Whitman’s 23rd annual undergraduate conference (WUC) on April 13 was the first to be fully virtual and incorporated the Race, Violence and Health academic theme.
“The Whitman Undergraduate Conference is truly an illustration of our students’ liberal arts experience,” Provost and Dean of Faculty Alzada Tipton said in her introductory video to the conference. “Their excellent presentations demonstrate the deep, far-reaching value of the liberal arts, as do the wide array of disciplines represented, and the broad implications and ethical engagements of those presentations.”
121 students presented at this year’s conference. 32 presented posters and 90 gave presentations during panels ranging in theme from “Terrestrial and Cosmological” to “Place, Culture and Politics.”
Last year’s conference was one of the many events canceled because of the coronavirus pandemic. 215 students submitted video presentations and posters, but there were no panel discussions.
While this year’s conference was held online, many of the features missing from last year’s asynchronous conference were re-incorporated. Panel discussions were held over zoom and posters were displayed in a “virtual Cordiner Hall.” Keith Raether, Director of the Office of Grants and Fellowships, which coordinates the conference, said the digital conference had challenges and benefits.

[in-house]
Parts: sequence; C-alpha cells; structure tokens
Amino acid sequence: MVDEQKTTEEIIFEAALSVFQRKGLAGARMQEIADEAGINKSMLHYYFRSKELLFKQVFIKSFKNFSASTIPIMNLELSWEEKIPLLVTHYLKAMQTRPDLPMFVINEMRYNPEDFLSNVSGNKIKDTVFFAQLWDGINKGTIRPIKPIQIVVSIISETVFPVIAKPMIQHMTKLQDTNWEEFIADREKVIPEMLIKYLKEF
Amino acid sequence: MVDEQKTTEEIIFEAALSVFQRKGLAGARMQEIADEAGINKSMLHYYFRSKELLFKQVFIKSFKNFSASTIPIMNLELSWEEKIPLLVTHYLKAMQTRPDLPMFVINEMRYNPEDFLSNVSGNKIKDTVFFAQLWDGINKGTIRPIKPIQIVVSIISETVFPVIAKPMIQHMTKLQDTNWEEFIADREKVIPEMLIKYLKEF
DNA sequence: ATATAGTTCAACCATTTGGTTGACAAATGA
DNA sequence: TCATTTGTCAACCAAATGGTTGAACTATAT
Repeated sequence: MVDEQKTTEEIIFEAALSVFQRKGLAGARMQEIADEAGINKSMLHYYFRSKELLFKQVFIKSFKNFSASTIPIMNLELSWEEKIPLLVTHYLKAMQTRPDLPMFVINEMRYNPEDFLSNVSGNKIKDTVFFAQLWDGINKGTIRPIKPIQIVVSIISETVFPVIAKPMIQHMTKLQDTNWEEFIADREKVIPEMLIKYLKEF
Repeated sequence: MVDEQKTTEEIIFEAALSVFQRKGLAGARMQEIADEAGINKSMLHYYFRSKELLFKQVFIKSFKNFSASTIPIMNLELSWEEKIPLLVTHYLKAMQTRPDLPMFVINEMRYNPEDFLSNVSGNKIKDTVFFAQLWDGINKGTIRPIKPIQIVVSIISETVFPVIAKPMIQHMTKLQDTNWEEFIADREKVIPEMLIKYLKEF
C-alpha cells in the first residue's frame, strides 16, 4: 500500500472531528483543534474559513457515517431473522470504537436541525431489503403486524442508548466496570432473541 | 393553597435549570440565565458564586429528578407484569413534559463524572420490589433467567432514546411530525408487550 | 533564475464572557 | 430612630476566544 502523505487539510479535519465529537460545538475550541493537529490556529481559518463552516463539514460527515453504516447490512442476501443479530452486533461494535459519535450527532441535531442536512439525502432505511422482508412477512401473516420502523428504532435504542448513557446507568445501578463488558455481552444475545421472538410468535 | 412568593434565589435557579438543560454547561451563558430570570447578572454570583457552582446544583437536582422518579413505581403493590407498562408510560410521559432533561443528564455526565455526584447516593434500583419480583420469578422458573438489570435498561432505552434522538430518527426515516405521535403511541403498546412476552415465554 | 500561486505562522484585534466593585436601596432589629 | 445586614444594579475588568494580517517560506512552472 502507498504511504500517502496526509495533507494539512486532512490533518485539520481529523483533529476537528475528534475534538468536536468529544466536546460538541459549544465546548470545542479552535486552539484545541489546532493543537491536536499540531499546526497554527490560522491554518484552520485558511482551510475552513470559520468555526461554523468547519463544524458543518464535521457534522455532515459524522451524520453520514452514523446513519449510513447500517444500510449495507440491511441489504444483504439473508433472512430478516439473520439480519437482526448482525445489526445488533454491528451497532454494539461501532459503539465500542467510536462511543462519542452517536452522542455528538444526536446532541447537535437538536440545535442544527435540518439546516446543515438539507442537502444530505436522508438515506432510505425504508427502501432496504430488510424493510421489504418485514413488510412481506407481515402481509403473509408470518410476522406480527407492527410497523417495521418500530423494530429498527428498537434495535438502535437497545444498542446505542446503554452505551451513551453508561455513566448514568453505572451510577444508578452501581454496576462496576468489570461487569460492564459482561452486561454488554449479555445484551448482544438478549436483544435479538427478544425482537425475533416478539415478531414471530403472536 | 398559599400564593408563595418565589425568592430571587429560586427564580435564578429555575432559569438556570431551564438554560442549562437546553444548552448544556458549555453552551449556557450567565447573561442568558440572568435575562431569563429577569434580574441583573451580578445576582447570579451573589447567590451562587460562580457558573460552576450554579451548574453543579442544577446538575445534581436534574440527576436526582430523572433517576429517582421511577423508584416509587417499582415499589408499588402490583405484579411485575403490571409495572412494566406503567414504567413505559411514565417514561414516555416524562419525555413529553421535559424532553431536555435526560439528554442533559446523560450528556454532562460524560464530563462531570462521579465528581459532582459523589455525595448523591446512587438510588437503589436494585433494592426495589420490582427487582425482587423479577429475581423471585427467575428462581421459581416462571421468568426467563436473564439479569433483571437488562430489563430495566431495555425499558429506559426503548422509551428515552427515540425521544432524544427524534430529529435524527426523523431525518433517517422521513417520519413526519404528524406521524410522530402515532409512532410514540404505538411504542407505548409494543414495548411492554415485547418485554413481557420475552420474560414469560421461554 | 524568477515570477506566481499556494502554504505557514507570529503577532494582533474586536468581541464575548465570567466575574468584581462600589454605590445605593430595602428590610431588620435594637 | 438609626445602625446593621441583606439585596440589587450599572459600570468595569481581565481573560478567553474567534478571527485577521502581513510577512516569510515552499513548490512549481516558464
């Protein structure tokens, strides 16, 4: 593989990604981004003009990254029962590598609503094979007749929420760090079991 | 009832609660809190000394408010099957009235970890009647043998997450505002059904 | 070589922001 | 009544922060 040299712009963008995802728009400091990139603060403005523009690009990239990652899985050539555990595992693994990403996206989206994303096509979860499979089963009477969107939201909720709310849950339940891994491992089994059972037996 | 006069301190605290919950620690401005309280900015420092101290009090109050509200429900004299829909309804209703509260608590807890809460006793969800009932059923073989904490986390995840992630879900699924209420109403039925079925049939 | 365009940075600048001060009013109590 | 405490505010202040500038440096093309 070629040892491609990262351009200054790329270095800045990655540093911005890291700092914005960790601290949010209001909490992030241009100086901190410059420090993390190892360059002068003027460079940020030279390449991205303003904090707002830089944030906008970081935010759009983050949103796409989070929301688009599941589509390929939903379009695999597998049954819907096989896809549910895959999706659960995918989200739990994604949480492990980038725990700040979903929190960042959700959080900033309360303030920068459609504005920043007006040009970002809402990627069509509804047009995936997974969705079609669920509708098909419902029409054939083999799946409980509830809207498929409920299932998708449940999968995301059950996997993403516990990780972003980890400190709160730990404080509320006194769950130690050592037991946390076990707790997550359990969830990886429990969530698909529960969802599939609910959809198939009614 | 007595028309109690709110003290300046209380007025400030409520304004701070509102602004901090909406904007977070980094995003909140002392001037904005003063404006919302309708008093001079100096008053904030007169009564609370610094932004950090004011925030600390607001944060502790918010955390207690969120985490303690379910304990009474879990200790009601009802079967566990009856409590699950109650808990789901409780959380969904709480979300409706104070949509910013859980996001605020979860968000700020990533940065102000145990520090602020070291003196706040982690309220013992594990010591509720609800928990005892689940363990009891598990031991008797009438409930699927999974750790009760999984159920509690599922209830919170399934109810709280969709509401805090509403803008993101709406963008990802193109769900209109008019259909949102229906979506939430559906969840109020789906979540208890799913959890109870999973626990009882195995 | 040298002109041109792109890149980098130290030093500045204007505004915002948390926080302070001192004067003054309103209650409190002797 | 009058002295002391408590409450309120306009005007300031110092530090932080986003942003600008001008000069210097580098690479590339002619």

“For all of its inconvenience, technical challenges and missing ingredient of electricity in the room, a virtual WUC has its benefits. It doesn’t disappear in a day. You can take in virtually everything in the conference today, tomorrow or any time until next year with a simple visit to the WUC website. You can read science posters from beginning to end, undistracted and at your convenience,” Raether said in an email to The Wire. “The virtual WUC reached a larger and much broader audience as well. It was a delight to see so many parents and even grandparents in the Zoom rooms.”
Three panels focused on this year’s academic theme: Race, Violence and Health (RVH). Along with his role in the office of grants and fellowships, Raether is a member of the academic theme steering committee and said that since the theme is relevant to all areas of study, it made sense to incorporate it into the conference.
“RVH programming has been dynamic all year, and I knew how abundantly and effectively the theme had been incorporated into curricula across all the divisions. We put out a special call for proposals tied to RVH,” Raether said. “We made our intention clear that we wanted to build whole conference panels around the academic theme. The students really delivered.”
Chloe Michaels, a junior French and English major, presented her research on the book Narratives of the Life of Frederick Douglass: an American Slave in the “Race, Violence and Health: Justice” panel. She said that presenting on the RVH panel meant that she was able to engage with students from other academic disciplines.
Oftentimes, Raether said, conference organizers look for unexpected connections and themes when forming panels but this year was the first time that they requested projects from students under a single theme.
“I wouldn’t have thought how they all sort of tied in together so I thought that was pretty cool and creative on the part of the people that decided to do that,” Michaels said. “ I also did have a lot of fun going to other blocks during the day and seeing the dialogues between all the other different presentations.”